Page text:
Page 16 - 2018 Annual Report.fwprj
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New programs initiate expansion of function and focus at coalition builds
With the formalization of the Truckers Against Trafficking (TAT) oil and gas program in 2018 and the growth of Busing on the Lookout (BOTL), TAT’s coalition builds took on an expanded function and focus. In addition to providing training and creating teamwork between law enforcement and the trucking and truck stop industry in the fight against human trafficking, they became launching platforms for:
 education on how traffickers exploit the busing and energy industries.
 information on the industry-specific training TAT has available for these industries.
 law enforcement to engage these industries with TAT materials.
 attracting new strategic partners within the busing and energy
TAT hosted nine
coalition builds in
Columbia, South
Carolina, Seattle,
Washington, Billings,
Montana, St. Paul,
Minnesota, Phoenix,
Arizona, Madison,
Wisconsin, Bangor,
Maine, Pecos, Texas
and Albuquerque,
New Mexico. In those
half-day meetings,
TAT trained over 557
representatives from law enforcement and the trucking, truck stop, oil and gas, and busing industries. A breakdown of participants includes 128 representatives from the trucking industry; 227 law enforcement representatives; 77 representatives from government or state agencies; 68 truck stop managers or owners; 20 bus industry representatives; 28 representatives from oil and gas companies; and nine NGO representatives.
“The TAT coali- tion build brought together one of the most diverse groups of individuals for a human trafficking event that I have been a part of,” commented Farshad Talebi, assistant attorney general of the Washington Attorney General’s Office. “I was thrilled to see the enthusiasm from the participants
throughout the day. Law enforcement left with plans to partner with the trucking industry on investigations and operations; and partici- pants from the trucking industry and other sectors left with a sense of empowerment to bring about change within their organizations.”
As a result of the connections made at the Seattle coalition build, Washington State Patrol (WSP) planned and executed five undercover stings called Operation Human Freight, resulting in 59 arrests and the recovery of 54 potential human trafficking victims. WSP is giving TAT the Chief’s Specialty Plaque for the role TAT played in their successful operations in 2018.
In the write-up about this award, Lt. James M’jor of the WSP, said, “The Truckers Against Trafficking team is dedicated to saving victim- ized children, women and men by assisting in investigations on those who recruit, transport, harbor or receive persons for the use of sexual exploitation. Without their perseverance and backing, the Missing and Exploited Children’s Task Force would not have realized the arrests and rescues ... The TAT organization has continuously supported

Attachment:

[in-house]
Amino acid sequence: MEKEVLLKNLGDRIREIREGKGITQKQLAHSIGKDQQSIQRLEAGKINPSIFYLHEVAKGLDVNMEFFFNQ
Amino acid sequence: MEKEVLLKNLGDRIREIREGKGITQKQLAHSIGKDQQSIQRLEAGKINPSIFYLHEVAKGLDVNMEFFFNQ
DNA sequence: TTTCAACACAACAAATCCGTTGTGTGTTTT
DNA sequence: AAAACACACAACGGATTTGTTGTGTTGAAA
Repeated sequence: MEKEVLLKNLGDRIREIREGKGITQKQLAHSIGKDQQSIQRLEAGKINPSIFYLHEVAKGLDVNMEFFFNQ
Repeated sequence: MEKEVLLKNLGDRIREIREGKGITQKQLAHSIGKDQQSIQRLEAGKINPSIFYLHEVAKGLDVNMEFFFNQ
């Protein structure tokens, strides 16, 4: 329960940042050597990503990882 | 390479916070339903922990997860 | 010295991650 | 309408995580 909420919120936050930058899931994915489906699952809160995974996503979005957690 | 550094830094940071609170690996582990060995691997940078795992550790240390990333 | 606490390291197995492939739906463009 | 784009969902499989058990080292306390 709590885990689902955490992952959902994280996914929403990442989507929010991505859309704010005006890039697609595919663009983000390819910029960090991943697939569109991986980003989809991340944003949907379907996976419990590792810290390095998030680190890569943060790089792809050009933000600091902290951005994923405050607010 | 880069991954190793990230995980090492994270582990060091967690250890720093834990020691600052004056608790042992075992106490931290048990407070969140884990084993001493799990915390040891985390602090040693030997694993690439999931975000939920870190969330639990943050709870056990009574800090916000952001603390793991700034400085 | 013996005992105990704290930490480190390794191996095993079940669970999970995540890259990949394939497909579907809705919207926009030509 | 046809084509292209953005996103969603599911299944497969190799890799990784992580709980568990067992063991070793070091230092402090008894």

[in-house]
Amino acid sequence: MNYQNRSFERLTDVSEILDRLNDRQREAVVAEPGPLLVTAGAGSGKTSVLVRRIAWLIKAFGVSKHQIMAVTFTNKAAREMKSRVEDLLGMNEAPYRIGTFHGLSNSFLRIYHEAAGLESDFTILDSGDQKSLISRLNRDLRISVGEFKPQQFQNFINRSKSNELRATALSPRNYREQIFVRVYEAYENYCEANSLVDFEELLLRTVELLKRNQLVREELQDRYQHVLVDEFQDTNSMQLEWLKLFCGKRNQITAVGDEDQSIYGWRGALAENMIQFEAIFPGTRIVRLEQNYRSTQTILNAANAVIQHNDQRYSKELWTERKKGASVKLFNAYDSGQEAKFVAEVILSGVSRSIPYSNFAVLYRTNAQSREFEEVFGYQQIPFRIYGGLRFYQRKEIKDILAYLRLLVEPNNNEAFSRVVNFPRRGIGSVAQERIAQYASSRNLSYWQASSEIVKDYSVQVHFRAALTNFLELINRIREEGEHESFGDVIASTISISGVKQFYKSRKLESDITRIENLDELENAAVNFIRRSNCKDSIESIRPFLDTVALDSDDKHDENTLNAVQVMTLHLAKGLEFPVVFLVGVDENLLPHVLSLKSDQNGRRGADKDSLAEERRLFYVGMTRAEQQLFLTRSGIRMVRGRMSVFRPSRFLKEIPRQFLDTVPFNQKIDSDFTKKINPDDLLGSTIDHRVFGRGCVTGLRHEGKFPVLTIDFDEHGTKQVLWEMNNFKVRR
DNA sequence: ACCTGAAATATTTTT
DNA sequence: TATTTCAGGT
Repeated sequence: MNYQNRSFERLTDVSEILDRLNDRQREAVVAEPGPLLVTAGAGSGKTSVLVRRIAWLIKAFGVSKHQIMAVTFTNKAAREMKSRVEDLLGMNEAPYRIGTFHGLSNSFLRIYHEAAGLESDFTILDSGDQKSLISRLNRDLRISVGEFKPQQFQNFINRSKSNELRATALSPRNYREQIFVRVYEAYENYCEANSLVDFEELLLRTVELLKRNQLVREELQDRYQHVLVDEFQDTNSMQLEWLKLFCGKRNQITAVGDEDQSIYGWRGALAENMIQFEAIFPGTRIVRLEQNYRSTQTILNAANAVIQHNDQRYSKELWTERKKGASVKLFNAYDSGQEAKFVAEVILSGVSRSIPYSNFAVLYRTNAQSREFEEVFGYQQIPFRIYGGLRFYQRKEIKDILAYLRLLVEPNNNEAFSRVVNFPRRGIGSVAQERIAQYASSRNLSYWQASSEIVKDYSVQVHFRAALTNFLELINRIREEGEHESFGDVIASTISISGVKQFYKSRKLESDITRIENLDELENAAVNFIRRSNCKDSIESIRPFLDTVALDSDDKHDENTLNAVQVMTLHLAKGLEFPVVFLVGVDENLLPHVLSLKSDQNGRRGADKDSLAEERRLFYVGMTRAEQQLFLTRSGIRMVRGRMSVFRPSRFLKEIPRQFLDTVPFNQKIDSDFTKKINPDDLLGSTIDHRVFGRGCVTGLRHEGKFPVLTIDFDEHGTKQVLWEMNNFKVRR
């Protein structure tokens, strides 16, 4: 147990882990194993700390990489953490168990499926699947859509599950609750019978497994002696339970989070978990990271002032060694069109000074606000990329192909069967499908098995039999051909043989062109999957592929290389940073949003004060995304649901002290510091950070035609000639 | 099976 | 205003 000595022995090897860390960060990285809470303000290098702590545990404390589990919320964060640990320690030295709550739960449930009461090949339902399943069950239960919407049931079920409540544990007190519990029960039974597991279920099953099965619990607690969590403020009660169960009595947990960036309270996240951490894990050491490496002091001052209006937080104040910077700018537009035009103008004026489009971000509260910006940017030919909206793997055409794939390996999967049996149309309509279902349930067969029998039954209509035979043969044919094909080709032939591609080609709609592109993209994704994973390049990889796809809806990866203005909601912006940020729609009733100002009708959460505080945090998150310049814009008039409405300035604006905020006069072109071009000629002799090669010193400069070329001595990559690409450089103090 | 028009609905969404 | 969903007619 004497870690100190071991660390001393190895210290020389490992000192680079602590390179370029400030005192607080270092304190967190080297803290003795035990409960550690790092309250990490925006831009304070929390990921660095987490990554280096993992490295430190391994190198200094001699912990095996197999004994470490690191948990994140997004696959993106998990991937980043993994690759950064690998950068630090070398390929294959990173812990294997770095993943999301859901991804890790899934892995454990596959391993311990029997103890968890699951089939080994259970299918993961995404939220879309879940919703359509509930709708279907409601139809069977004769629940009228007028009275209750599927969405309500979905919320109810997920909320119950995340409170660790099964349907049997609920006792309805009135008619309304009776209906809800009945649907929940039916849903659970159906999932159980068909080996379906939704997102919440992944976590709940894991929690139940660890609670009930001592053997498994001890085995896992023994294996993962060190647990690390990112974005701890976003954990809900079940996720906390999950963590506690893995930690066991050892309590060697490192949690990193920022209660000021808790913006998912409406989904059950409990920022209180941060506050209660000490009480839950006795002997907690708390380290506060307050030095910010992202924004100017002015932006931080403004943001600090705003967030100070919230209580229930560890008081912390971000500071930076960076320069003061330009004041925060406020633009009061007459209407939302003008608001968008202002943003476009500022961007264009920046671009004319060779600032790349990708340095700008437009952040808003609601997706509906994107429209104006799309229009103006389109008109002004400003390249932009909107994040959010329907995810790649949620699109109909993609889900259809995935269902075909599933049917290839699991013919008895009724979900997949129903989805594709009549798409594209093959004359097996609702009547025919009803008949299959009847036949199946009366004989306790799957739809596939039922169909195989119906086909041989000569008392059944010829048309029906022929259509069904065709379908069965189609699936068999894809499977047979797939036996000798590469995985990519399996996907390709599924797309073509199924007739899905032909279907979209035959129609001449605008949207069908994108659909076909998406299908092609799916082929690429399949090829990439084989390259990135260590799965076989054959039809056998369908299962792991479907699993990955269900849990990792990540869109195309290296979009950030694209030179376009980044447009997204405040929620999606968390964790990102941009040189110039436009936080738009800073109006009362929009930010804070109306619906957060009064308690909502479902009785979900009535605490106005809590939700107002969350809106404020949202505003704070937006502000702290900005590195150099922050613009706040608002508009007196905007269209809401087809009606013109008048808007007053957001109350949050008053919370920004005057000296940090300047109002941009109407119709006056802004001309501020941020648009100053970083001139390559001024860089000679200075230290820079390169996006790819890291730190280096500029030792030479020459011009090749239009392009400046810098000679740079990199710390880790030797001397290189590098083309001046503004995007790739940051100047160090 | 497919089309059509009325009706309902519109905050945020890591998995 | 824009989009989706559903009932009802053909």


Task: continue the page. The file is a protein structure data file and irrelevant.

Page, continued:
our agency and other divisions to include Commercial Vehicle Division and Field Operations Bureau by offering free training, training videos, and documents providing awareness to law enforcement and the trucking industry on the horrible crime of human trafficking.”
Lt. M’jor stated, “Because of TAT’s efforts, multiple suspects were charged with promotion of prostitution and/or trafficking. The WSP could not have achieved these results and put suspected pimps behind bars and start- ed a healing process for 54 women, seven of which were juveniles, without their dedication, kindness, and significant contribution.”
Coalition builds also often lead states to seek additional law enforce- ment training as well as other significant opportunities, such as:
 Cindy McCain of the McCain Institute provided a compelling story of Truckers Against Trafficking in action to open the coalition build in Arizona.
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In four of the nine states where coalition builds were conducted in 2018, TAT has been invited to return for in-depth law enforcement training.
In South Carolina, the South Carolina Attorney General invited the president of the South Carolina Trucking Association to sit on the statewide human trafficking task force.
In Minnesota, Dart Transit Company featured TAT in a five- part human trafficking series that they ran on Facebook and then sharedon Linkedin, Twitter and MissingWordSolutions. com. The Minnesota Trucking Association is working towards a 100-percent participation goal for the board. So far, they have seven trucking companies trained and registered as TAT Trained and many have become TAT corporate sponsors.
The Maine build resulted in the spearheading of a Mid-
Atlantic coalition build by the Federal Motor Carriers Safety Administration in Maryland, DC and Delaware for Aug. 1, 2019. The Montana build prompted one participant, Scott Koch, general manager of Whitewood Transport, to not only join
the Yellowstone County Area Human Trafficking Task Force, but to write, “I have spent 37 years in the transportation busi- ness, and I am proud of the commitment our industry has
 TAT Coalition Build Specialist Esther Goetsch achieves measurable results with trucking, busing and lawmakers through the coalition builds.

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